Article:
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work in. The challenge for the lubricant is to be fully compatible with a broad range of elastomer materials to help preserve the flexibility and function of seals under static and dynamic conditions, often for extended durations.

Material compatibility

As well as seals, lubricants must also be compatible with many other materials, from the paint inside the gearbox casing to an array of sealants and component coatings. Compatibility issues can cause sealants to harden or paints and coatings to flake off. This can remove functional or protective layers and contaminate the lubricant, limiting gearbox performance and longevity. New paints, coatings and sealants are often introduced by OEMs, so a focus on compatibility early in the lubricant development program is essential for minimising the risk of component failure in the field.

Diverse applications:

Gearboxes are used in an array of applications from power generation to mining, materials processing to production and warehousing, and marine propulsion to port operations. In addition to the overarching trends of increased torque and reduction in gearbox footprint, each OEM will also consider specific application needs which can give rise to conflicting OEM fluid specifications.

For oil companies who are looking for broad coverage lubricants, these conflicts must be resolved within the additive chemistry. Improving the performance and longevity of all gearbox components including lubricant is a shared objective for OEMs, elastomer manufacturers and lubricant suppliers.

Insight-driven development The bringing together of appropriate engineering expertise, in-depth additive understanding and fluid evaluation capabilities at the earliest stage of development generates the most useful and actionable insights. Additive systems offering the right performance, longevity, and compatibility with innovative new materials are most likely to be achieved successfully through collaborative development.

This has certainly been the case when developing lubricant additives for extremely demanding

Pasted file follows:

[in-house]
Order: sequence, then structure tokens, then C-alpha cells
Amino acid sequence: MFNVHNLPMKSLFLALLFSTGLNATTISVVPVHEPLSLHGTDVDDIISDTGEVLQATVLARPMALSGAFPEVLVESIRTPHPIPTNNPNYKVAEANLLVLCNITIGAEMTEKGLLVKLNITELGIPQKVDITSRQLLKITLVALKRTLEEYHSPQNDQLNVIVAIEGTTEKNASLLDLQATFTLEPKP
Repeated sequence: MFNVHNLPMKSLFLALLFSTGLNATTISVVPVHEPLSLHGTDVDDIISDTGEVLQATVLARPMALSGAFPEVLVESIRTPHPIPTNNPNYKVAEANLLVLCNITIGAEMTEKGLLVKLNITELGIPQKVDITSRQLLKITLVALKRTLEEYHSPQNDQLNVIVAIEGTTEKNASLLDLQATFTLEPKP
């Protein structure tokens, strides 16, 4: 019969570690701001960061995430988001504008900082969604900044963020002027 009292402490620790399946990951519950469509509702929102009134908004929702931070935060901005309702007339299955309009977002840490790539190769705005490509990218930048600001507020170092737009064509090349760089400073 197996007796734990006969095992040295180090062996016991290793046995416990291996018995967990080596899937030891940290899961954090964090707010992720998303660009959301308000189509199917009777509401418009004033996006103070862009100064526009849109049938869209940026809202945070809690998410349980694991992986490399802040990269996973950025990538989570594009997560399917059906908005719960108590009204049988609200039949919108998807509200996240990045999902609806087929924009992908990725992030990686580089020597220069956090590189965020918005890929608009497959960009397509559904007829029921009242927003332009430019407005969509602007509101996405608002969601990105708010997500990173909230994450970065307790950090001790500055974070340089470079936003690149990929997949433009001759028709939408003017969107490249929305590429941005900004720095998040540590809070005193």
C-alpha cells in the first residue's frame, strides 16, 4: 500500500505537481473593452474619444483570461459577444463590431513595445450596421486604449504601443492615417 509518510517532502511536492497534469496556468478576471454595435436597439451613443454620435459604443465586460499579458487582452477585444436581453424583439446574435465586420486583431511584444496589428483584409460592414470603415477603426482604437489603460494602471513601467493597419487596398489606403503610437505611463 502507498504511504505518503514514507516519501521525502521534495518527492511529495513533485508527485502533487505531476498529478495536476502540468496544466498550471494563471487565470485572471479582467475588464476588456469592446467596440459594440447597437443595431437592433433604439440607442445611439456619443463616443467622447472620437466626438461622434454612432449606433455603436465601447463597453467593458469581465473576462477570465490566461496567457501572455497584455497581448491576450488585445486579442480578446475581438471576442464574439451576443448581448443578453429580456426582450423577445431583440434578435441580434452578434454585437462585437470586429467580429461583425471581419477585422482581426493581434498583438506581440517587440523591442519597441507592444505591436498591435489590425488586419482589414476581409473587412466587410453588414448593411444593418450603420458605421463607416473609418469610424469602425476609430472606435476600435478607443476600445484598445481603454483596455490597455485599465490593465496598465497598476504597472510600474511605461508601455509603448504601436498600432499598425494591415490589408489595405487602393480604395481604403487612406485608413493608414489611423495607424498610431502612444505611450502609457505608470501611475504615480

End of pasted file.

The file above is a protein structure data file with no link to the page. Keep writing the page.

applications, such as wind turbines. Long-term partnerships with equipment builders, parts suppliers and materials manufacturers have resulted in proven additive technology that performs reliably in operation.

Lubricant testing capabilities

Whenever hardware and lubricant specifications are evolving, especially when this is happening rapidly as it is for industrial gearboxes, fluid evaluation capability becomes integral to success.

In-house test rigs provide early access and setup flexibility to run both standard and bespoke test procedures, offering an opportunity to gain a deeper understanding of exactly which factors are influencing gearbox and lubricant performance, and why. Being able to explore these factors to improve fluid formulation and equipment reliability helps OEMs to bring new gearbox developments to market with greater speed and confidence.

Recognising this, installing test equipment for all the latest gear oil specifications is a logical step to take. This enables teams of mechanical engineers and chemists to work even more productively with gearbox OEMs, parts suppliers and oil companies to resolve specific hardware and lubricant challenges. Next generation gearbox fluids can be developed faster, as bespoke tests can be devised to better predict real world lubricant performance at an earlier stage. Given current hardware trends, the focus areas for testing should include seal and bearing compatibility.

Figure 1: Gearbox Seal testing

Conventional sealing rings have a maximum service life that depends on several factors: how much strain the operating cycle places on the seals – speed, starts and stops, dynamics – and how long the gearbox is Continued on page 14

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